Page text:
Chennai music festival not finding its tempo as ticket costs go up while sponsorships dwindle

Swathi Moorthy Chennai | Updated on January 08, 2018

Most sabhas are seeing less than 70 per cent occupancy this season

With dwindling sponsorship, mushrooming sabhas and tepid patronage, this season’s Chennai Margazhi music festival is not as spirited as a few years ago.

The past couple of years have been dull — if it was the floods in 2015, it was demonetisation in 2016. If the sabhas were looking for a comeback in 2017, they were left disappointed. “Unfortunately, it’s status quo,” Karthikeyan K, Treasurer of the 60-year-old Mylapore Fine Arts Club, told BusinessLine.

Most sabhas are seeing less than 70 per cent occupancy. While the increase in cost due to GST (tickets now come with an 18 per cent tax, against the earlier 15 per cent), is a part of the problem, not many sabhas were able to bring in prominent ‘crowd-pulling’ singers, due to dwindling sponsorship.

At Mylapore Fine Arts, sponsorship has fallen by more than half. “For example, if we had 15 sponsors last year, this year we had just five,” Karthikeyan said.

Why sponsorship?

Why is sponsorship important? The season draws thousands from across India, apart from NRIs and foreigners. Hundreds of artists give around 1,500 performances across a dozen sabhas in the city. For such a mammoth event, sabhas need sponsorship to cover artiste remuneration (which accounts for over 50 per cent of total expenses), infrastructure charges (including valet parking and sound systems), traffic control and logistics.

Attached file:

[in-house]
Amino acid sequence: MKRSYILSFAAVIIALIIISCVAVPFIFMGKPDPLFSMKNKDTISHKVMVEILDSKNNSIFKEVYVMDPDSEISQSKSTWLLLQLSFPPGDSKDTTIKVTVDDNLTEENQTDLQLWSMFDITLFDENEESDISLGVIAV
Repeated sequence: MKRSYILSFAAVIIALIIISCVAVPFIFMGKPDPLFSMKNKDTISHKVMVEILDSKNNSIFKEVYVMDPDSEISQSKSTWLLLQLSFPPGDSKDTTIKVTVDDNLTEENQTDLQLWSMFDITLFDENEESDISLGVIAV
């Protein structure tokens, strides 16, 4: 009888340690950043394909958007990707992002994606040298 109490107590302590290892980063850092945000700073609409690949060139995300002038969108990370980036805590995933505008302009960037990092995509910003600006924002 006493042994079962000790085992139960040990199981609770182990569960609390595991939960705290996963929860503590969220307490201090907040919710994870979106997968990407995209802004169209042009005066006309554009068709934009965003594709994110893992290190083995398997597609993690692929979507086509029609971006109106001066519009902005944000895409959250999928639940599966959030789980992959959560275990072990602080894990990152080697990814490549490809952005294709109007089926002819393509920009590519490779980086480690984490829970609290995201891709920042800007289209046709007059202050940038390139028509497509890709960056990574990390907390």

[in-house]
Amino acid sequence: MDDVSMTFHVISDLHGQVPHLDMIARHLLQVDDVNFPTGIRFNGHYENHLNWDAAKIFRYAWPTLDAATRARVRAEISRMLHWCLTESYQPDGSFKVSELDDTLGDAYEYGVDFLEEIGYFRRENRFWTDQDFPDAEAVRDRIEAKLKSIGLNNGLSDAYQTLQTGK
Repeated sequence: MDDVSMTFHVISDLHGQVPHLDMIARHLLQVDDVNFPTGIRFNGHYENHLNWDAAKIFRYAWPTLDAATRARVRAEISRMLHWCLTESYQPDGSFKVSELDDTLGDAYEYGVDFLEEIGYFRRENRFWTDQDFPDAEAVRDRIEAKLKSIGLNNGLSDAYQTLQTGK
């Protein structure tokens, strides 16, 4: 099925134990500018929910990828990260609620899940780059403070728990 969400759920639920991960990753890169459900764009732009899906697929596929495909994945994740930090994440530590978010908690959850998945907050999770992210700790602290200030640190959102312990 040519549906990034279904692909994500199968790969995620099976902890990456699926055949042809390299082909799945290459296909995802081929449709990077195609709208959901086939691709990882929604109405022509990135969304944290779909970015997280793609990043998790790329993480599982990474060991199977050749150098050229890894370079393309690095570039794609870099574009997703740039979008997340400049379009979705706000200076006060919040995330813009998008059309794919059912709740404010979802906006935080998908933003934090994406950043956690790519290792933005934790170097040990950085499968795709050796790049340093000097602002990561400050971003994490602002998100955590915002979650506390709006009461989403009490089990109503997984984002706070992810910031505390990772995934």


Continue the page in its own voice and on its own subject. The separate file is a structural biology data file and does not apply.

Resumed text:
This is also the time when sabhas rake in surplus revenue and it is the sponsors that make the whole process viable and profitable. Of the overall revenue, 75 per cent comes from sponsors and 25 per cent from ticket sales.

A secretary from another prominent sabha said: “Earlier, sponsors were able to donate unaccounted money. But with GST, each penny is accounted for and that could have resulted in reduction in sponsorship in 2017.”

Agreeing that sponsorship definitely took a beating last year, N Murali, President, Music Academy, pointed out various reasons for it.

The number of sabhas has mushroomed in the past 10 years. The 20-day music festival that starts from mid-December is now stretched from early December to Pongal (mid-January), which in turn stretches resources. Murali said the sponsors are particular about venues and prefer ones that have better ambience, sophisticated acoustics and modern seating arrangements.

Which explains why Music Academy, the oldest sabha in Chennai, has no trouble getting sponsors, he added. The academy has about 25 major sponsors and 100 daily sponsors with an average occupancy of almost 100 per cent.

Published on January 02, 2018

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